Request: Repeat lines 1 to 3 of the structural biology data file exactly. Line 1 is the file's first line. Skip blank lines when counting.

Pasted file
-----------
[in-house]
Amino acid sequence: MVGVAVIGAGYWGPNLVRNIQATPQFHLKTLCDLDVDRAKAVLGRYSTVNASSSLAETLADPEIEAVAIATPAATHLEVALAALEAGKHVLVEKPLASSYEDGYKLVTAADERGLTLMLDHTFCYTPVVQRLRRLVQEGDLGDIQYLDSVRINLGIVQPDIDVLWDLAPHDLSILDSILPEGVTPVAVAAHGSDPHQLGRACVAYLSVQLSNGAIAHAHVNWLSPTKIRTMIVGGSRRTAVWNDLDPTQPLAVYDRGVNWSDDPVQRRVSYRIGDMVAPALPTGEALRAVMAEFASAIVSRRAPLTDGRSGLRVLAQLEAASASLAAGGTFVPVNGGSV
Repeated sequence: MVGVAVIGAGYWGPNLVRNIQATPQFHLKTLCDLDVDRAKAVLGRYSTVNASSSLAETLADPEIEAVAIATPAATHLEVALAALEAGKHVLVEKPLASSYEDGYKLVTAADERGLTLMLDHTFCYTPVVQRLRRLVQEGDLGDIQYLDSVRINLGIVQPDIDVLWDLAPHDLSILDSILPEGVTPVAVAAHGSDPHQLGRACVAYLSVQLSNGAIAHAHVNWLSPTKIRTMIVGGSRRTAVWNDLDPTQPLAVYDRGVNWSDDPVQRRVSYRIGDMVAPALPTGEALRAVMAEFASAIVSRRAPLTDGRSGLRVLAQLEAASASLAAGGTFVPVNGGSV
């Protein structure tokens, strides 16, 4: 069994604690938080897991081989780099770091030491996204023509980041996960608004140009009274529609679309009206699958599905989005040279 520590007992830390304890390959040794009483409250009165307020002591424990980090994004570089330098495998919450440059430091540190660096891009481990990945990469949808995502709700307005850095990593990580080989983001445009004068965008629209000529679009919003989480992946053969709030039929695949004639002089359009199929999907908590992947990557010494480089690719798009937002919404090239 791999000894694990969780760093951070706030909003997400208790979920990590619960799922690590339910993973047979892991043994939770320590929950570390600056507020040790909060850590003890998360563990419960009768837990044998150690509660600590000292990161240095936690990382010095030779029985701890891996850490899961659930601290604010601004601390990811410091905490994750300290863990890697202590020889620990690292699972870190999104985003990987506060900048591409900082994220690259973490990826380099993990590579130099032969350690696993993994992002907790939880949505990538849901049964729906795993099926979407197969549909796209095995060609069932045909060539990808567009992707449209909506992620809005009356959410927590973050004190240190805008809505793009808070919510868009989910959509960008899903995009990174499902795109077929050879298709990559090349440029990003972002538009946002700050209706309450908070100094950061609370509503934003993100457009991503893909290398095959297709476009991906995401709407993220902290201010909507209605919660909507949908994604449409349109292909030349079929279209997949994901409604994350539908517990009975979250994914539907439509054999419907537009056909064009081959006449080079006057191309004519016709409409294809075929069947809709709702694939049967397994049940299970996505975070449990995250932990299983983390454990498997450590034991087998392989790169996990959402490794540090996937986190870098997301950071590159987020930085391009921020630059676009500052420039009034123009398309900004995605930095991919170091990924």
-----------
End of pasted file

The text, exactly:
[in-house]
Amino acid sequence: MVGVAVIGAGYWGPNLVRNIQATPQFHLKTLCDLDVDRAKAVLGRYSTVNASSSLAETLADPEIEAVAIATPAATHLEVALAALEAGKHVLVEKPLASSYEDGYKLVTAADERGLTLMLDHTFCYTPVVQRLRRLVQEGDLGDIQYLDSVRINLGIVQPDIDVLWDLAPHDLSILDSILPEGVTPVAVAAHGSDPHQLGRACVAYLSVQLSNGAIAHAHVNWLSPTKIRTMIVGGSRRTAVWNDLDPTQPLAVYDRGVNWSDDPVQRRVSYRIGDMVAPALPTGEALRAVMAEFASAIVSRRAPLTDGRSGLRVLAQLEAASASLAAGGTFVPVNGGSV
Repeated sequence: MVGVAVIGAGYWGPNLVRNIQATPQFHLKTLCDLDVDRAKAVLGRYSTVNASSSLAETLADPEIEAVAIATPAATHLEVALAALEAGKHVLVEKPLASSYEDGYKLVTAADERGLTLMLDHTFCYTPVVQRLRRLVQEGDLGDIQYLDSVRINLGIVQPDIDVLWDLAPHDLSILDSILPEGVTPVAVAAHGSDPHQLGRACVAYLSVQLSNGAIAHAHVNWLSPTKIRTMIVGGSRRTAVWNDLDPTQPLAVYDRGVNWSDDPVQRRVSYRIGDMVAPALPTGEALRAVMAEFASAIVSRRAPLTDGRSGLRVLAQLEAASASLAAGGTFVPVNGGSV